Wednesday, October 03, 2018

Sleeping Beauty

 (Above:  Sleeping Beauty.  Framed: 57" x 37" x 2 1/2".  Seriously damaged vintage party dress, artificial flowers collected from cemetery dumpsters, epoxy.)

For the past two weeks I've been working on this piece.  It started as a hair-brained idea, one I didn't think would work but had to try.  After all, I had absolutely nothing in the dress.  It was given to me by one of the other "regulars" at Bill Mishoe's auction.  It was in terrible shape, literally falling apart.  To me, it looked like a dress straight from Charles Dickens' Great Expectations, something like the decaying wedding frock worn by Miss Havisham, something that was once beautiful but had been ravaged by time. Yet the pretty pink color also made me think of a Sweet Sixteen party from a long ago fairy tale, one attended by Princess Aurora, the Sleeping Beauty.
(Above:  Sleeping Beauty, detail.)

I've been working on all sorts of fun projects in anticipation of a spring show with artists Flavia Lovatelli and Olga Yukhno called Alternative Storytellers.  The dress seemed a perfect vehicle for a twist in the plot.  First, however, I had to figure out a way to use a garment in such poor condition.

(Above:  The finished piece leaning up against a wall here at Mouse House.)

The dress was very, very fragile, especially the chiffon sleeves.  The back of the dress looked better than the front.  So I removed some of the existing trim from the front and attached it to the back.  I knew I wanted artificial cemetery flowers to surround the garment and I knew I wanted to pour epoxy over the entire thing.  The epoxy would protect the deteriorating dress.  It would also create a reflective surface that would heighten the sense of a former, luscious textile ... so close to the viewer's touch but subtly out of reach.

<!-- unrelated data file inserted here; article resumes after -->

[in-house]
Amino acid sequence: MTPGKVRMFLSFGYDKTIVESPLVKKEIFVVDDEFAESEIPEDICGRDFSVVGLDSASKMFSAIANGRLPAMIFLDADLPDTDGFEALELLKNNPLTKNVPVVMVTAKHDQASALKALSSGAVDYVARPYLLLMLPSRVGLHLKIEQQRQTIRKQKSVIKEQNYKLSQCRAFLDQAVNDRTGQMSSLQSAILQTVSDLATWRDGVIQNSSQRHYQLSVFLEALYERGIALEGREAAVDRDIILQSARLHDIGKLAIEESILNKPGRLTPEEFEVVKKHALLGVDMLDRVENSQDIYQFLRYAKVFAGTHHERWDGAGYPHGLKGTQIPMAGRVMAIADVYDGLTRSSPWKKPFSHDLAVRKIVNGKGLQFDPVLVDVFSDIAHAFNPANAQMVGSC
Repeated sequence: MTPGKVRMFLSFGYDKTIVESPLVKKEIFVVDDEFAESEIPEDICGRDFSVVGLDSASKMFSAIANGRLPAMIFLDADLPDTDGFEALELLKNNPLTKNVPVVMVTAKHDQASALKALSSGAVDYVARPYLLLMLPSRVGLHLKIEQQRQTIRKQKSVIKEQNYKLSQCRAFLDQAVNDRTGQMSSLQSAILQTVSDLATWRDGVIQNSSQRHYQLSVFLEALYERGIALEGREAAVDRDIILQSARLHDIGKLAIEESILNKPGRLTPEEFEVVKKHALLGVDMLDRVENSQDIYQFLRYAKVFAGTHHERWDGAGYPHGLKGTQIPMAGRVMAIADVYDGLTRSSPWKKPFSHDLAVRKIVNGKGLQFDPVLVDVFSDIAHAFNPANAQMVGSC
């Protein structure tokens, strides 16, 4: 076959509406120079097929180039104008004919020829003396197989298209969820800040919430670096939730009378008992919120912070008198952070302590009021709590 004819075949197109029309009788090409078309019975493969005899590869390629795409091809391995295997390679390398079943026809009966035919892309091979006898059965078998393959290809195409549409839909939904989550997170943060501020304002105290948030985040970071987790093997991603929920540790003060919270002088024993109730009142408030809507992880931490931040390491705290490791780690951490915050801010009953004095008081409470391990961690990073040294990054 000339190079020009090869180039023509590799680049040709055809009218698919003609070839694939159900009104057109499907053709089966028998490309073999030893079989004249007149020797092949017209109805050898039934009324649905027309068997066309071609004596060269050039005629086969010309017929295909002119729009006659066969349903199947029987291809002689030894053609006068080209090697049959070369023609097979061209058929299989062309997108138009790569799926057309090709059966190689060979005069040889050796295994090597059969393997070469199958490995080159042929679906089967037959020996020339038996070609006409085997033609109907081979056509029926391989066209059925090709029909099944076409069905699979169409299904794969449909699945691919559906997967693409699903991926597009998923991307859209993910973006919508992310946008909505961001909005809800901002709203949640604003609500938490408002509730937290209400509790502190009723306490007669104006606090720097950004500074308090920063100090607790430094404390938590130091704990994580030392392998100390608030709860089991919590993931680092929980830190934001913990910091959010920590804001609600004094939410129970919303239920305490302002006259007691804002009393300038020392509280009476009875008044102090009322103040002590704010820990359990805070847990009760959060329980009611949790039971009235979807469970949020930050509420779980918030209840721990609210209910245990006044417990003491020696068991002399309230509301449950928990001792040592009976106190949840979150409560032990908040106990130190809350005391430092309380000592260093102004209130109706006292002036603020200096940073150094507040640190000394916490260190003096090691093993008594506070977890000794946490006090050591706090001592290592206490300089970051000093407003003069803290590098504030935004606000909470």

(Above:  Sleeping Beauty, before being put into custom frame, on our front porch.)

The shiny surface of epoxy, however, makes photographing the work very, very difficult.  Most angles reflected my tripod and camera, the sky, and the trees and building across the street.  Inside was even worse.  Steve helped hold up 32" x 40" pieces of black foam-centered boards in order to capture any worthwhile image.

I am really pleased with the results even though the dress actually looks far better than I expected.  I sort of thought it would retain more of a disheveled appearance.  Below are in-progress images and the entire story line that is written in individual letters on the frame's inner lip.

Because epoxy adds plenty of weight, I started with a piece of particle board cut to 54" x 34" and a piece of over-sized foam-centered board cut to the same dimensions.  I applied a heat-activated glue to the foam-centered board.  It curled badly while drying.

I stapled the curled foam-centered board to the perimeter of the particle board.

I had to put staple every few inches.

I auditioned several colors of fabric for the background, deciding that the black was definitely the best for both contract and the concept of death.  The fabric, however, did not iron properly to the heat-activated glue.  I applied a very thin coating of the glue and position the fabric on the wet surface.  It stuck perfectly.

The entire black surface was coated with Golden's GAC 400 fabric stiffener and allowed to completely dry.

I purchase the fabric stiffener by the gallon but have never used it expect to coat fabric with a thin wash.  This time, I had to pour it.  Picking up the fragile dress wasn't possible.  It could hardly carry its own weight.

The stiffener was poured under sections of the dress and over the top.  The solution was moved around gently until all the fabric was saturated.  To be honest, it looked dreadful.  I knew that the stiffener was supposed to dry to a crystal clear finish. By the next day, there were still "white" areas of stiffener.